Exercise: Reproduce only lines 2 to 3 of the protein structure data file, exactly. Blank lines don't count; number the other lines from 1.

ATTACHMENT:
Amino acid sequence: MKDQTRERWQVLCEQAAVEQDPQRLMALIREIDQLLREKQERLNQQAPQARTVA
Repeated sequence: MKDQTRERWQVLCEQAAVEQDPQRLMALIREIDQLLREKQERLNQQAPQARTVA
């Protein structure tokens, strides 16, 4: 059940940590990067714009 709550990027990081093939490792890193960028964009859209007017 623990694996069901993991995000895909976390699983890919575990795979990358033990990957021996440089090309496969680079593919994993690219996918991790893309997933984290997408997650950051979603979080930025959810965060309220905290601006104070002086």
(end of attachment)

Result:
Repeated sequence: MKDQTRERWQVLCEQAAVEQDPQRLMALIREIDQLLREKQERLNQQAPQARTVA
């Protein structure tokens, strides 16, 4: 059940940590990067714009 709550990027990081093939490792890193960028964009859209007017 623990694996069901993991995000895909976390699983890919575990795979990358033990990957021996440089090309496969680079593919994993690219996918991790893309997933984290997408997650950051979603979080930025959810965060309220905290601006104070002086």